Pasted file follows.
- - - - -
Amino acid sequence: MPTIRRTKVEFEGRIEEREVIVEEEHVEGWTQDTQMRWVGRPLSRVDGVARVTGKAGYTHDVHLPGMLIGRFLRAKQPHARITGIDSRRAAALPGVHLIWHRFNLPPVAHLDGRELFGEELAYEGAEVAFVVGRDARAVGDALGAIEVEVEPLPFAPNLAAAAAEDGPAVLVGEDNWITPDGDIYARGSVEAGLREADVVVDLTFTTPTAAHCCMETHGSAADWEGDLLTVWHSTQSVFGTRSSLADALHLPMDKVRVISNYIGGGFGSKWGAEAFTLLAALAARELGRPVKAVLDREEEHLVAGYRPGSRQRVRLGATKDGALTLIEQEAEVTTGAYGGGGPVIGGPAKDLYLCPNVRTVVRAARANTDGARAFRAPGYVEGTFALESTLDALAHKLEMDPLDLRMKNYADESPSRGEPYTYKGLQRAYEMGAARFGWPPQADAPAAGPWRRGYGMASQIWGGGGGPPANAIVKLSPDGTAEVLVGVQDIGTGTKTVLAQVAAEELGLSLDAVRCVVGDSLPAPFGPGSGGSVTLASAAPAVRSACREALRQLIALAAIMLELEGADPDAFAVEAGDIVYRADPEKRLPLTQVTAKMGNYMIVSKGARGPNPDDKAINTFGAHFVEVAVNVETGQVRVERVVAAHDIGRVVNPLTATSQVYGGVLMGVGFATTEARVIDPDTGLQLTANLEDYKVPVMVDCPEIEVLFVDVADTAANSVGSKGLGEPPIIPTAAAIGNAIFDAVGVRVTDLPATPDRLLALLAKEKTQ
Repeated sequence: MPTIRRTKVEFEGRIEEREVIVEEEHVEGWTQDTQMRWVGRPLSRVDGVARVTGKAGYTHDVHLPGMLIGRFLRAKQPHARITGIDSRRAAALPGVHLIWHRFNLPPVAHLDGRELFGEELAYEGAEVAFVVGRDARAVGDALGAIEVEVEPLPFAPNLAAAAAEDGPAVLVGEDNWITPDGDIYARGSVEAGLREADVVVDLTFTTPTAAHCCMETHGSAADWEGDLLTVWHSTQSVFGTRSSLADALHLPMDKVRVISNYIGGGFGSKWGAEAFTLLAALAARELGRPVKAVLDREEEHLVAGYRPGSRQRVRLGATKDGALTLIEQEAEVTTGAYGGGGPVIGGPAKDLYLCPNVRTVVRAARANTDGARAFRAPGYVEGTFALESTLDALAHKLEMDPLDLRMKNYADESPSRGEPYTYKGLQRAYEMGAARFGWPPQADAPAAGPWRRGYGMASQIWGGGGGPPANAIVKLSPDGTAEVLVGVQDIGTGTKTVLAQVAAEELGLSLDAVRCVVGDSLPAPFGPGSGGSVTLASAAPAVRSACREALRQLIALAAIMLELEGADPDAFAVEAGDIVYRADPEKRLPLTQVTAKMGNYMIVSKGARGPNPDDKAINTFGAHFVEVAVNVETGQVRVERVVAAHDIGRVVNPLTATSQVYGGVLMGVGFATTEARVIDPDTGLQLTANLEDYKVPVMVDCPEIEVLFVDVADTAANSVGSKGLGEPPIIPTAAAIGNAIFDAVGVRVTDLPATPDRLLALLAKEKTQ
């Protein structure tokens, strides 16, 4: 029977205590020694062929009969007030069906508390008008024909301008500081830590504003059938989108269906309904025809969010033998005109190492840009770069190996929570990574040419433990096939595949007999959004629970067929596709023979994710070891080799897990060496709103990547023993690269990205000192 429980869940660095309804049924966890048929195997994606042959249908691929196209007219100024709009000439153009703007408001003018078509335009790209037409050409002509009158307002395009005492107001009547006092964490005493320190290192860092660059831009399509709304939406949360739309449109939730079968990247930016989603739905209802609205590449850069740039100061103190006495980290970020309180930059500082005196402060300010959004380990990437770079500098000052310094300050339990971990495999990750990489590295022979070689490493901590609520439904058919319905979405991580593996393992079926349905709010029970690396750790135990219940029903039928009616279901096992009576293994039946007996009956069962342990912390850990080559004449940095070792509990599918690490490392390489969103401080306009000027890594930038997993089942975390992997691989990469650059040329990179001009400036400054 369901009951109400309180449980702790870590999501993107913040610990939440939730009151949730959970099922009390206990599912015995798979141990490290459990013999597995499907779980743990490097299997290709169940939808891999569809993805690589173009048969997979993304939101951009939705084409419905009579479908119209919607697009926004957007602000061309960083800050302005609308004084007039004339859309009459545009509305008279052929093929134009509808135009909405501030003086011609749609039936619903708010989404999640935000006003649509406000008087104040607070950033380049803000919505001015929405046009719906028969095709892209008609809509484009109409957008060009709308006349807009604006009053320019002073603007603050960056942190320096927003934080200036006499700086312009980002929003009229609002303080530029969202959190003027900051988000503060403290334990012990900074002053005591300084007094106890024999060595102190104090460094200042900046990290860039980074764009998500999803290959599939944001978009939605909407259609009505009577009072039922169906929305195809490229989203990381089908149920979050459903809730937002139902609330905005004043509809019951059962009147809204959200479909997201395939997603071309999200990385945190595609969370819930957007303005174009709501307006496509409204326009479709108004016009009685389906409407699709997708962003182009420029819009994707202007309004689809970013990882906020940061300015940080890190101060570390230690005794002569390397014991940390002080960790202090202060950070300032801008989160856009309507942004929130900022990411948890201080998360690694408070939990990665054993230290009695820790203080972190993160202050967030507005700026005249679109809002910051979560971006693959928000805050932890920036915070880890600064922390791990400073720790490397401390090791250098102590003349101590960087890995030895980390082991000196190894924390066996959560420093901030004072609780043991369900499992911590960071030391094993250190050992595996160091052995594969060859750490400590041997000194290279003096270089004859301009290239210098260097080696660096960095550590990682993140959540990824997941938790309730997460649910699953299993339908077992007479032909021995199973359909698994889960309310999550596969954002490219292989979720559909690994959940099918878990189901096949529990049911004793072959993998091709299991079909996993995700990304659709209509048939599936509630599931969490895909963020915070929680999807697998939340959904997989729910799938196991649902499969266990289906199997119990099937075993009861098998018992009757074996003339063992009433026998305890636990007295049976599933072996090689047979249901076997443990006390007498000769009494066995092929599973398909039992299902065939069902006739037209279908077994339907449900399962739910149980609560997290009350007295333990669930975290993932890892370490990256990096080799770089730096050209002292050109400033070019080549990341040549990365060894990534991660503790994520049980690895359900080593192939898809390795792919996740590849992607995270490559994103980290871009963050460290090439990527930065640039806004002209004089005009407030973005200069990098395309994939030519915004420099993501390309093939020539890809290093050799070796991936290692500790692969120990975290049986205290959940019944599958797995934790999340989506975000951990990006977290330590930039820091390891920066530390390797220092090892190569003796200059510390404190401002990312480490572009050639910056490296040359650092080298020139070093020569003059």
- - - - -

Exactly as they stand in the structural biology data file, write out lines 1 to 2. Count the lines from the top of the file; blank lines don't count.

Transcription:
Amino acid sequence: MPTIRRTKVEFEGRIEEREVIVEEEHVEGWTQDTQMRWVGRPLSRVDGVARVTGKAGYTHDVHLPGMLIGRFLRAKQPHARITGIDSRRAAALPGVHLIWHRFNLPPVAHLDGRELFGEELAYEGAEVAFVVGRDARAVGDALGAIEVEVEPLPFAPNLAAAAAEDGPAVLVGEDNWITPDGDIYARGSVEAGLREADVVVDLTFTTPTAAHCCMETHGSAADWEGDLLTVWHSTQSVFGTRSSLADALHLPMDKVRVISNYIGGGFGSKWGAEAFTLLAALAARELGRPVKAVLDREEEHLVAGYRPGSRQRVRLGATKDGALTLIEQEAEVTTGAYGGGGPVIGGPAKDLYLCPNVRTVVRAARANTDGARAFRAPGYVEGTFALESTLDALAHKLEMDPLDLRMKNYADESPSRGEPYTYKGLQRAYEMGAARFGWPPQADAPAAGPWRRGYGMASQIWGGGGGPPANAIVKLSPDGTAEVLVGVQDIGTGTKTVLAQVAAEELGLSLDAVRCVVGDSLPAPFGPGSGGSVTLASAAPAVRSACREALRQLIALAAIMLELEGADPDAFAVEAGDIVYRADPEKRLPLTQVTAKMGNYMIVSKGARGPNPDDKAINTFGAHFVEVAVNVETGQVRVERVVAAHDIGRVVNPLTATSQVYGGVLMGVGFATTEARVIDPDTGLQLTANLEDYKVPVMVDCPEIEVLFVDVADTAANSVGSKGLGEPPIIPTAAAIGNAIFDAVGVRVTDLPATPDRLLALLAKEKTQ
Repeated sequence: MPTIRRTKVEFEGRIEEREVIVEEEHVEGWTQDTQMRWVGRPLSRVDGVARVTGKAGYTHDVHLPGMLIGRFLRAKQPHARITGIDSRRAAALPGVHLIWHRFNLPPVAHLDGRELFGEELAYEGAEVAFVVGRDARAVGDALGAIEVEVEPLPFAPNLAAAAAEDGPAVLVGEDNWITPDGDIYARGSVEAGLREADVVVDLTFTTPTAAHCCMETHGSAADWEGDLLTVWHSTQSVFGTRSSLADALHLPMDKVRVISNYIGGGFGSKWGAEAFTLLAALAARELGRPVKAVLDREEEHLVAGYRPGSRQRVRLGATKDGALTLIEQEAEVTTGAYGGGGPVIGGPAKDLYLCPNVRTVVRAARANTDGARAFRAPGYVEGTFALESTLDALAHKLEMDPLDLRMKNYADESPSRGEPYTYKGLQRAYEMGAARFGWPPQADAPAAGPWRRGYGMASQIWGGGGGPPANAIVKLSPDGTAEVLVGVQDIGTGTKTVLAQVAAEELGLSLDAVRCVVGDSLPAPFGPGSGGSVTLASAAPAVRSACREALRQLIALAAIMLELEGADPDAFAVEAGDIVYRADPEKRLPLTQVTAKMGNYMIVSKGARGPNPDDKAINTFGAHFVEVAVNVETGQVRVERVVAAHDIGRVVNPLTATSQVYGGVLMGVGFATTEARVIDPDTGLQLTANLEDYKVPVMVDCPEIEVLFVDVADTAANSVGSKGLGEPPIIPTAAAIGNAIFDAVGVRVTDLPATPDRLLALLAKEKTQ